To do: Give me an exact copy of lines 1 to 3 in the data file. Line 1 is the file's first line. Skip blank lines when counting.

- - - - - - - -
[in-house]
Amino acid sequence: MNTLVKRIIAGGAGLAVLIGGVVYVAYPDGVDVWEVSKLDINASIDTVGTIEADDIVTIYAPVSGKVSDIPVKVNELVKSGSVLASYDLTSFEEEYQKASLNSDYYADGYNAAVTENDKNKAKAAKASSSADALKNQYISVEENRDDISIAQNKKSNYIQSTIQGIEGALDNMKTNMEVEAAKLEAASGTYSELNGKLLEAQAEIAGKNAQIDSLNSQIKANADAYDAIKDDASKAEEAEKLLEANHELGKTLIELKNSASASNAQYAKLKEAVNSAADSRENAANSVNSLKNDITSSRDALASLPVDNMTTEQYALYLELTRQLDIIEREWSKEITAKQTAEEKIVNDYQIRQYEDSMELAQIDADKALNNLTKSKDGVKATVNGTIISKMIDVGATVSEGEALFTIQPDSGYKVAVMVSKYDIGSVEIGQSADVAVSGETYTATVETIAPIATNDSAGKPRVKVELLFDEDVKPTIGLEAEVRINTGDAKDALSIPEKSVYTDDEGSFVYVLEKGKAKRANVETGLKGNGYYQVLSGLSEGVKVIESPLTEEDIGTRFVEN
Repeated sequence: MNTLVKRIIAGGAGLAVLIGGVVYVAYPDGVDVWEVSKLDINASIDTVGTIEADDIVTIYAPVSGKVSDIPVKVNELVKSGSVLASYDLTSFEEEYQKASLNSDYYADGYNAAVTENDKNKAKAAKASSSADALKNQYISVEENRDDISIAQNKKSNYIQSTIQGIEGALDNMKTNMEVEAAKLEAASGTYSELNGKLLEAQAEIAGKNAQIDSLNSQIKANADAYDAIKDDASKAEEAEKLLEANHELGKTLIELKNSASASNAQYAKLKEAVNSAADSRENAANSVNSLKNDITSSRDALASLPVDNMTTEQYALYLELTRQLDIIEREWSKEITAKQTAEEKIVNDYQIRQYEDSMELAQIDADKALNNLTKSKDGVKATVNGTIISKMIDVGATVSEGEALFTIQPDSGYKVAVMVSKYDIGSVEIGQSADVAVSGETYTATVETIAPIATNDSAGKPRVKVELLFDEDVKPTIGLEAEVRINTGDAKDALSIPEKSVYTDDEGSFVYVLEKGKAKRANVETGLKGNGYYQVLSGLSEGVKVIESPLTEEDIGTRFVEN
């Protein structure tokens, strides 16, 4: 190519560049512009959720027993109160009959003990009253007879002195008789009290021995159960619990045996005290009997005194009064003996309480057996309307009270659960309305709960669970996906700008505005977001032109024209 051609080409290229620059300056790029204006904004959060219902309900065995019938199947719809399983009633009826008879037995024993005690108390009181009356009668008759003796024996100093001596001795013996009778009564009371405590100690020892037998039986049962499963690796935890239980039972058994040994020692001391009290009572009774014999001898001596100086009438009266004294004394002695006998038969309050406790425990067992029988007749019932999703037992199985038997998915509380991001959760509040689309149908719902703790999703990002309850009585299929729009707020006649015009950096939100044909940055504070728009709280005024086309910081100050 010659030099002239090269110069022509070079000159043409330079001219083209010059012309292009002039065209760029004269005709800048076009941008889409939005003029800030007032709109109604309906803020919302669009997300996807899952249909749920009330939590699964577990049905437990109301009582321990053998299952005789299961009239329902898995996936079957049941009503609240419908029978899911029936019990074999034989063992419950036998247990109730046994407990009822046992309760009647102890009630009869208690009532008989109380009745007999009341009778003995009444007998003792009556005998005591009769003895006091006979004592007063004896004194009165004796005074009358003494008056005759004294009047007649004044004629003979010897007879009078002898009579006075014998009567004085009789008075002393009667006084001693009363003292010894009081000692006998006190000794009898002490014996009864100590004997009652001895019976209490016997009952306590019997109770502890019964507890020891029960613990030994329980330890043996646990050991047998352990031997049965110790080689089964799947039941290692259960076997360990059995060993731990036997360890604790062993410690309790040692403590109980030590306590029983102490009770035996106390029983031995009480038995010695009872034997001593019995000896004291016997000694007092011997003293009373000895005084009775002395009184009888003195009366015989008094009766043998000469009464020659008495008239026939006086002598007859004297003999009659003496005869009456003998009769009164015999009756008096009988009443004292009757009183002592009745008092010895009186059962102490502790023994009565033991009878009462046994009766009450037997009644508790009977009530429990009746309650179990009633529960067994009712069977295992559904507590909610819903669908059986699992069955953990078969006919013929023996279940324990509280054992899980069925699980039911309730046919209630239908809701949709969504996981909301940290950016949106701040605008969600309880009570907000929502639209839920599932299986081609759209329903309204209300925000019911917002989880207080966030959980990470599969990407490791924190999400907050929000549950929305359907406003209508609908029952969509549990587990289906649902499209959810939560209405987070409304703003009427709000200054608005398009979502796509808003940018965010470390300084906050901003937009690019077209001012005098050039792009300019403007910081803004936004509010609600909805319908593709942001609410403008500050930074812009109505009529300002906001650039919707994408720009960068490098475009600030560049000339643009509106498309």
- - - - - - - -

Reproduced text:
[in-house]
Amino acid sequence: MNTLVKRIIAGGAGLAVLIGGVVYVAYPDGVDVWEVSKLDINASIDTVGTIEADDIVTIYAPVSGKVSDIPVKVNELVKSGSVLASYDLTSFEEEYQKASLNSDYYADGYNAAVTENDKNKAKAAKASSSADALKNQYISVEENRDDISIAQNKKSNYIQSTIQGIEGALDNMKTNMEVEAAKLEAASGTYSELNGKLLEAQAEIAGKNAQIDSLNSQIKANADAYDAIKDDASKAEEAEKLLEANHELGKTLIELKNSASASNAQYAKLKEAVNSAADSRENAANSVNSLKNDITSSRDALASLPVDNMTTEQYALYLELTRQLDIIEREWSKEITAKQTAEEKIVNDYQIRQYEDSMELAQIDADKALNNLTKSKDGVKATVNGTIISKMIDVGATVSEGEALFTIQPDSGYKVAVMVSKYDIGSVEIGQSADVAVSGETYTATVETIAPIATNDSAGKPRVKVELLFDEDVKPTIGLEAEVRINTGDAKDALSIPEKSVYTDDEGSFVYVLEKGKAKRANVETGLKGNGYYQVLSGLSEGVKVIESPLTEEDIGTRFVEN
Repeated sequence: MNTLVKRIIAGGAGLAVLIGGVVYVAYPDGVDVWEVSKLDINASIDTVGTIEADDIVTIYAPVSGKVSDIPVKVNELVKSGSVLASYDLTSFEEEYQKASLNSDYYADGYNAAVTENDKNKAKAAKASSSADALKNQYISVEENRDDISIAQNKKSNYIQSTIQGIEGALDNMKTNMEVEAAKLEAASGTYSELNGKLLEAQAEIAGKNAQIDSLNSQIKANADAYDAIKDDASKAEEAEKLLEANHELGKTLIELKNSASASNAQYAKLKEAVNSAADSRENAANSVNSLKNDITSSRDALASLPVDNMTTEQYALYLELTRQLDIIEREWSKEITAKQTAEEKIVNDYQIRQYEDSMELAQIDADKALNNLTKSKDGVKATVNGTIISKMIDVGATVSEGEALFTIQPDSGYKVAVMVSKYDIGSVEIGQSADVAVSGETYTATVETIAPIATNDSAGKPRVKVELLFDEDVKPTIGLEAEVRINTGDAKDALSIPEKSVYTDDEGSFVYVLEKGKAKRANVETGLKGNGYYQVLSGLSEGVKVIESPLTEEDIGTRFVEN